I was looking through some of my dad's stuff and found this photo. Does anyone have any idea of what it is?
I'm going to guess a 1911 Buick Model A-2 with Standard Open Express Body
I have been to where this farm was located. It was in Spencer, Ma about a hour west of Boston.
Thanks for the identification Verne. I see that those sold for $1000.00 f.o.b. factory in 1911. That must have been quite a farm.
Is that an hour today or an hour in that truck?
By the time they got the milk to market it was cheese
I am amazed at how everyone survived when milk was shipped in containers that sat next to the milk house on a platform until they were picked up and carted away in an open truck like that. Then bottled, trucked to the store, and porches and sat again until the customer used it. That was whole milk with the cream still in it. (the bottles had a little bulge in the glass neck so you could separate the cream for whipping). Now they have refrigerated bulk tanks at the farm, refrigerated trucks and fast delivery and the put a expiration date on it! I am still using a gallon of milk that has an expiration date of Jan 30 and it's still good and it's Feb 16!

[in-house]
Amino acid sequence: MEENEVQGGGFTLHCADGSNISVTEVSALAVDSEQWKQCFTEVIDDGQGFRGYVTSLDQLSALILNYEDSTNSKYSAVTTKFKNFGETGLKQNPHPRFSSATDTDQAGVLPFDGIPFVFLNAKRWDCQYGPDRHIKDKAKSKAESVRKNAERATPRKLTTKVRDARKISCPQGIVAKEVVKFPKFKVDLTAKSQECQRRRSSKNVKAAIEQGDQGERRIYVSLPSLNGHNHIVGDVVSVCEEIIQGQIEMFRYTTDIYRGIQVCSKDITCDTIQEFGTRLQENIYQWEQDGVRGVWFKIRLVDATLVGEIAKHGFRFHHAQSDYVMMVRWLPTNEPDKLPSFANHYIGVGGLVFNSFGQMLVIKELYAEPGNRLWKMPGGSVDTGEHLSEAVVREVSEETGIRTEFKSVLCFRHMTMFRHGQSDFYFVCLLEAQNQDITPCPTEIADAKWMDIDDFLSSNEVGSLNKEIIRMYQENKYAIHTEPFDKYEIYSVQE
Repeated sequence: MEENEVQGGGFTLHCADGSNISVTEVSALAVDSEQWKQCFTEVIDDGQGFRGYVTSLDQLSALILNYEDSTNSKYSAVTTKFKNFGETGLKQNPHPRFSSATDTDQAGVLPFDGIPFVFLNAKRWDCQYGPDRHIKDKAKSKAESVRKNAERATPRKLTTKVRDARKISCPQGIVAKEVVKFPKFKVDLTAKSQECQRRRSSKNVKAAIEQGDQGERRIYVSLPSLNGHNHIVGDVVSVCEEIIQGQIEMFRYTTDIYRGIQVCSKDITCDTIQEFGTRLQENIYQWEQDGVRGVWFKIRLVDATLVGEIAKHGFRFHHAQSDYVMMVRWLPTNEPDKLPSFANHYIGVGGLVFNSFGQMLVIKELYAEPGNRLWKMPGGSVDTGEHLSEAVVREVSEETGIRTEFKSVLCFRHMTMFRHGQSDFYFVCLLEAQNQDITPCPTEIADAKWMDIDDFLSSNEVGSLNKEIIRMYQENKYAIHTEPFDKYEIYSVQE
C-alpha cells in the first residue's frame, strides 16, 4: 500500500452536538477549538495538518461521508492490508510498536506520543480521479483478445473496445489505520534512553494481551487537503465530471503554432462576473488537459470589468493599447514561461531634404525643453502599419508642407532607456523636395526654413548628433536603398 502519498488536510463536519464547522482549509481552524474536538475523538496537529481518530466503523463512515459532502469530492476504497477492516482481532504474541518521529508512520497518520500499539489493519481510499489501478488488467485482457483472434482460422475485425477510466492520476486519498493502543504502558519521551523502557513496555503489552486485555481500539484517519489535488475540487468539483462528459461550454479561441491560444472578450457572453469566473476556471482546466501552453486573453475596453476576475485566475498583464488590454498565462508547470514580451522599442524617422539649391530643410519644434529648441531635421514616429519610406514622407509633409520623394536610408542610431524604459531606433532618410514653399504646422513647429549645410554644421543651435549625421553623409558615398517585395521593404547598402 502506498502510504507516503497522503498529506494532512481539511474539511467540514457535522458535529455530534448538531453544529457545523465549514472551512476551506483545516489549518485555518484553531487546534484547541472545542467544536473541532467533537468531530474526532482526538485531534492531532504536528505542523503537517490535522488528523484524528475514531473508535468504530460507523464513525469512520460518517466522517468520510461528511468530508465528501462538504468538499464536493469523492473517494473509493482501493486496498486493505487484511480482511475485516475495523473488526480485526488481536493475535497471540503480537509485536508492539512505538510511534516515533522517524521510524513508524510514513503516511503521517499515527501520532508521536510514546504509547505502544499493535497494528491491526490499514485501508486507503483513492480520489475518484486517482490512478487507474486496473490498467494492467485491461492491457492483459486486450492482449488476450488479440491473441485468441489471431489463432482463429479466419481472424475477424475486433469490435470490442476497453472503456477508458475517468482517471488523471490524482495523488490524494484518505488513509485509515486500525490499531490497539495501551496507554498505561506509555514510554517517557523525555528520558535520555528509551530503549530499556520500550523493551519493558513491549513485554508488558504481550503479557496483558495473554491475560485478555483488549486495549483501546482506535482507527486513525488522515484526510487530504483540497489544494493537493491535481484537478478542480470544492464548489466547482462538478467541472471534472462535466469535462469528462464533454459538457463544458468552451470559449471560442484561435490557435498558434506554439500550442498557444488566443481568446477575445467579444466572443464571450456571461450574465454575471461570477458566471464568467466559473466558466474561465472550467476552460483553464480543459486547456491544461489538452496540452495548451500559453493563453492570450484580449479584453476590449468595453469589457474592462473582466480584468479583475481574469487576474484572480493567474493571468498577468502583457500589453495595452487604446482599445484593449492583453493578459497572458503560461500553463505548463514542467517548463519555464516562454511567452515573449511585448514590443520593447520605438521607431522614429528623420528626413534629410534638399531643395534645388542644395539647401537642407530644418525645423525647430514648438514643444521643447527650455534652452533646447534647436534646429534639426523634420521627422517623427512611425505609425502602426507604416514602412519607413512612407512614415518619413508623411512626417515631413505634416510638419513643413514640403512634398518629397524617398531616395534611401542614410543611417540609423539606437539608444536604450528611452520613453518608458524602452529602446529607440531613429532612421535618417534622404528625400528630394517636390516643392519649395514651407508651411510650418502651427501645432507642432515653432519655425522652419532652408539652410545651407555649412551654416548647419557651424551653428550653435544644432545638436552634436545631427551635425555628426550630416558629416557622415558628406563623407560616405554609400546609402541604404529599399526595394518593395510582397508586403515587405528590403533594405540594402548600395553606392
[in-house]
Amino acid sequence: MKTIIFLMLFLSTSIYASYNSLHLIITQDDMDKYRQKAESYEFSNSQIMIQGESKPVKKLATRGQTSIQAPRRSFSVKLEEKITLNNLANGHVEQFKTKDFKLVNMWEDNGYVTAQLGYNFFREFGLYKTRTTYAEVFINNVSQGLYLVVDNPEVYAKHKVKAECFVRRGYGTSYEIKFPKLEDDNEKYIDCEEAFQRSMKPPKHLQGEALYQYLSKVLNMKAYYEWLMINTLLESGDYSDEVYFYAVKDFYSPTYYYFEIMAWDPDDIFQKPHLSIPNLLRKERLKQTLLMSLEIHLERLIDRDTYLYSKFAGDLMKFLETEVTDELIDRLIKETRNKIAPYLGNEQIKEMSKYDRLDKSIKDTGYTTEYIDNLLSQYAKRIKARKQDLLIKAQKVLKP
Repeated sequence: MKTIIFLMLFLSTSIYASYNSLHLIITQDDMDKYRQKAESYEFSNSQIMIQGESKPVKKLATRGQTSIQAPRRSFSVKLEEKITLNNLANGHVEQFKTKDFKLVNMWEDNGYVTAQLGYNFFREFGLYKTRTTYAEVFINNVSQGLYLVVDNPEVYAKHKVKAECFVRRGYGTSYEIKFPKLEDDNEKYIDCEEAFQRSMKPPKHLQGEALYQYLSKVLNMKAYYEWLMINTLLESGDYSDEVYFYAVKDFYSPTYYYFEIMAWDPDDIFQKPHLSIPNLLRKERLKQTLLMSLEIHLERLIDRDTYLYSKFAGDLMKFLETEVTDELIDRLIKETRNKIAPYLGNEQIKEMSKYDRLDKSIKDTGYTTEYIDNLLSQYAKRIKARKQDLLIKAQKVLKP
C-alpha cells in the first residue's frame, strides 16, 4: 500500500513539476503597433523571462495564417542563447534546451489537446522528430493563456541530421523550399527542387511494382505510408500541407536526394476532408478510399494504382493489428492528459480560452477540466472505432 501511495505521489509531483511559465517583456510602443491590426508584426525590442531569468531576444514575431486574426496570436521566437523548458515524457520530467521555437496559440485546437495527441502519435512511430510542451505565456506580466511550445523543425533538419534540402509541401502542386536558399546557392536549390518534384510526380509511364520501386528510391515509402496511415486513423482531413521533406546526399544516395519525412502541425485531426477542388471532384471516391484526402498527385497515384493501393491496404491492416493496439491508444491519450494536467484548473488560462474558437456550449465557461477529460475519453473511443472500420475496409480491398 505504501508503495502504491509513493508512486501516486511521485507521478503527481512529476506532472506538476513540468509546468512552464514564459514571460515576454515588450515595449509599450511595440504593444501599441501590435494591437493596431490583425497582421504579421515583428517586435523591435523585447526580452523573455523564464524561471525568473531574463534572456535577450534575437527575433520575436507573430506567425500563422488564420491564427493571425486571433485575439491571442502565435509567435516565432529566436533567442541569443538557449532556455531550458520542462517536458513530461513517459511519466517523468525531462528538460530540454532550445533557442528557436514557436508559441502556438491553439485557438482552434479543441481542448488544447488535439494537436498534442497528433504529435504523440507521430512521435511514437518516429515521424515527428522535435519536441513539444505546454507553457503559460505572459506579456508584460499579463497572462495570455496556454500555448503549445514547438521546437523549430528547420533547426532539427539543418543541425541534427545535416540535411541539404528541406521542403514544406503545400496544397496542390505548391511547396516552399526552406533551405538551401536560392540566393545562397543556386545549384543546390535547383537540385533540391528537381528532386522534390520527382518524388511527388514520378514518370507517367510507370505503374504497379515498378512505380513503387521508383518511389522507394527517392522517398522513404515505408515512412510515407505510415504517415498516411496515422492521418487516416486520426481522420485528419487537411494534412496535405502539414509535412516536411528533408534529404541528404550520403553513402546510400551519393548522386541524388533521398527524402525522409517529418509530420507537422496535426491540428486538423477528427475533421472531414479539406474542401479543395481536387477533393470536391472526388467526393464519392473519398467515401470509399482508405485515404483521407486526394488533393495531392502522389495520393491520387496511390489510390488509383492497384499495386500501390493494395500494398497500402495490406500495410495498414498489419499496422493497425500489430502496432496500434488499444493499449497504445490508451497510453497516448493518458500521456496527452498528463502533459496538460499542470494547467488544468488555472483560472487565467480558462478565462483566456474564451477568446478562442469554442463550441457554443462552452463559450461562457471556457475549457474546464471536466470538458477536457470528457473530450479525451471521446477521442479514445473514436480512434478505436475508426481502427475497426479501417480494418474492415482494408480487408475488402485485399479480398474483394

Dad delivered milk door to door for 25- 30 years.
Many kids and maybe some grownups didn't or got very sick because of bad milk.
Pasteurization was first used in the United States in the 1890s after the discovery of germ theory to control the hazards of highly contagious bacterial diseases, including bovine tuberculosis and brucellosis, that could be easily transmitted to humans through the drinking of raw milk. Initially after the scientific discovery of bacteria, no product testing was available to determine if a farmer's milk was safe or infected, so all milk had to be treated as potentially contagious. After the first test was developed, some farmers actively worked to prevent their infected animals from being killed and removed from food production, or would falsify the test results so that their animals would appear to be free of infection.
In the United States, milk pasteurization became "widespread" in the 1920s and it was considered "one of the major breakthroughs in public health". In 1924, "Grade A Pasteurization" became recommended federal policy, but interstate commerce of unpasteurized dairy products was only limited via federal legislation in 1987.
I lived on a dairy farm for 26 years and we drank raw milk and so did all the children and grandchildren. I am happy to report that we are all alive and well.